Every day across the globe, marginalized people face mistreatment. That is a fact of life in a world where societies were built upon the oppression of certain groups of people. In New York where I live, as well as within the whole of the United States, there has been a massive call to action for the past month to address police brutality against African Americans and systemic racism in all its forms. Marches and peaceful protests have been happening for over 30 days since Minneapolis police took the life of George Floyd, which was the cause of the initial protests.
Wikipedia published an interactive map showing every city across the globe that held a protest in honor of George Floyd. Since then, social media in the U.S. has become a hub of knowledge and resources calling for people to educate themselves on the racist history of the United States in order to combat racism in the modern-day.
Through these discussions, issues connected to racism have been brought up as well as global problems propelling these movements forward. I personally have made the conscious decision to dedicate my social media to spreading knowledge because it is important to spread awareness in an accessible manner. While some people can afford to purchase books, scholarly articles, and media on these topics, at the same time many people cannot. Social media is an amazing tool when it comes to spreading free knowledge. Many people are taking the time to create concise yet detailed threads on important topics and events occurring throughout the United States (and the world!) I’ve learned a lot just based on the information provided in these threads. And the beauty of social media is that sharing this information is extremely easy. I can learn about something new and share it with my followers within seconds. It doesn’t matter that I’m not a big influencer, we all have a role to play and as you dedicate the time to learn the truth, people will listen to what you have to share.
Here are a few pieces of advice if you are considering using your platform to spread awareness:
1. First and foremost, take the time to educate yourself
As mentioned earlier, this is a key step to begin with. It is very important to have accurate knowledge on social issues as well as the true history of how those systems came to be. Before you post, make sure you’ve fact-checked what you have to say or the post you’re sharing comes from a reliable source.
2. Interact with your peers
Not everyone is affected by every issue a person can face. I, as a white American woman, can speak on my personal experiences with misogyny, but I have no personal experiences with racism, and thus cannot speak on it. Therefore, it is crucial to listen to the people around you. Everybody has a different perspective and unique experiences to offer, it is worth it to listen to others and what they have to say. As much as books and articles can educate us, people and their personal experiences can teach us the same amount of knowledge, if not more.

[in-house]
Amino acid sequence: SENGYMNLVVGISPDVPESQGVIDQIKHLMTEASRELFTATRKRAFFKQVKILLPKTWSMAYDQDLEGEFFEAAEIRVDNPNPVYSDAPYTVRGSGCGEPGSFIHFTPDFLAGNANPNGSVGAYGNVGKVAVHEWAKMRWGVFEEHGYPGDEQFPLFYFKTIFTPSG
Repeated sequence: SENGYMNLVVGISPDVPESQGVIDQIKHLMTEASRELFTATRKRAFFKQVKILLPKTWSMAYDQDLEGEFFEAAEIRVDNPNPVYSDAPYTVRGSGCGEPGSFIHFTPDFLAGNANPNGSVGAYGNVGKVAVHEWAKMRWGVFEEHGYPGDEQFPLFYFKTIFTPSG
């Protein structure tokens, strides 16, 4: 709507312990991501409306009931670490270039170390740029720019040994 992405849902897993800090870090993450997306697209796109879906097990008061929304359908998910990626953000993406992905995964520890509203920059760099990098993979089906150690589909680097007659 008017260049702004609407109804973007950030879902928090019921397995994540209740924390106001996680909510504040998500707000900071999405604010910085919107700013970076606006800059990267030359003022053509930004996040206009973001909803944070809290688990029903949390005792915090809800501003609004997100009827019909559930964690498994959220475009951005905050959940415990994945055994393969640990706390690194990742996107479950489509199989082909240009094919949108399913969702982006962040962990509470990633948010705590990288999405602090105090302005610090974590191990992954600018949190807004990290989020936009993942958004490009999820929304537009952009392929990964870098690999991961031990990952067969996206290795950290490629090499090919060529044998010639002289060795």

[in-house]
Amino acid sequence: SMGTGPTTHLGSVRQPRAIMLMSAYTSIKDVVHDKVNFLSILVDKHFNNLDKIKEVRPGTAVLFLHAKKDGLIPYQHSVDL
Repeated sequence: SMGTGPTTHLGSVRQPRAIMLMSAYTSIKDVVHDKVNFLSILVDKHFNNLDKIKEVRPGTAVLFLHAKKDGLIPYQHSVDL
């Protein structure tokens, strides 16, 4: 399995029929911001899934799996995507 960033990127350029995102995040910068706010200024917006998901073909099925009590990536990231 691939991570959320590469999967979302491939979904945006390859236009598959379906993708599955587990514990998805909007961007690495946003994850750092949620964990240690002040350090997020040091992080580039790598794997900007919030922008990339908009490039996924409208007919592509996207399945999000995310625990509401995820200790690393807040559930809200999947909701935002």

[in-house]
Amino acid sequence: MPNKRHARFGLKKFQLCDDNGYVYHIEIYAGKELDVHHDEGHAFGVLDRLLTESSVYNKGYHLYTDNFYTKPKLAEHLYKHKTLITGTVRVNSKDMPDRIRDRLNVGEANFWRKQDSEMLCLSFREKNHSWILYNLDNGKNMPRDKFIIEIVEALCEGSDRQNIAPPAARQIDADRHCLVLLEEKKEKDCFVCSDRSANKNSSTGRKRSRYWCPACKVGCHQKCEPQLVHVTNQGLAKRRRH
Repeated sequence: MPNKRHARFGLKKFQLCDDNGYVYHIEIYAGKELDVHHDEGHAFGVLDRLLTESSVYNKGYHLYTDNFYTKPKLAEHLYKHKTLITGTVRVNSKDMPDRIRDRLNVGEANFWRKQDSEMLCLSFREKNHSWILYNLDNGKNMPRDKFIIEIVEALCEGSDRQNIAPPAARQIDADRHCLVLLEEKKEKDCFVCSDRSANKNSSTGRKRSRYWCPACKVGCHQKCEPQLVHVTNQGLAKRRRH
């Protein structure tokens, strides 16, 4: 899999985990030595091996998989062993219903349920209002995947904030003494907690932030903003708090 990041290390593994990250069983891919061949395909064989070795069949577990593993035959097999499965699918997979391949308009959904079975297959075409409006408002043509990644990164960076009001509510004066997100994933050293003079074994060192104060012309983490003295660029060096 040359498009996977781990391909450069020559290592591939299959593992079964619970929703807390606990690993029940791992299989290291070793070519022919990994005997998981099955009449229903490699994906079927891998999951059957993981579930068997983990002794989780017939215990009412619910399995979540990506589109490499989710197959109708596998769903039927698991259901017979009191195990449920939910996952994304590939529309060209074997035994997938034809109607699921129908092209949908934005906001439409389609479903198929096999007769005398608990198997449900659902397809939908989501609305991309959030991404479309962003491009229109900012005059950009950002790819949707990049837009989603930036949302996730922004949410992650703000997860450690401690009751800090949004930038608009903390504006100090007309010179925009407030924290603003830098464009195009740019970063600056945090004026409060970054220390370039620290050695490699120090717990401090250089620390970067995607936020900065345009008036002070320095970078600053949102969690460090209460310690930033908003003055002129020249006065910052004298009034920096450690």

3. Be open to criticism and changing your mind
We all don’t get it right on the first try. Social issues run deep within their respective societies and intertwine in ways we can’t always see. Therefore, it’s imperative to have an open mind. No one likes being criticized or told they’ve said something wrong, but it’s more beneficial to you and the people your surrounded by to be ready and willing to do better research and change your opinion.
4. Shift the focus of your social media away from yourself
Using your social media as a tool to raising awareness takes dedication! If you are not willing to take the focus off yourself, it may not be the best way you can personally make a change. Your social media may not be considered aesthetically pleasing, but making a change is more important than having a theme.
5. Commit long-term
Posting once or twice isn’t enough to push movements forward and does little to make real change. The point of using social media as a tool is not letting people forget about the injustices that occur every day.
And remember, you are never too powerless to make a difference, every person propelling social issues into the spotlight counts. Movements only work with people coming together as a community!
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Raina is a 4th year student at SUNY Albany studying Psychology and Music. She is originally from Queens, NY but moved upstate to attend university. Her interests include fashion and avant garde makeup styles.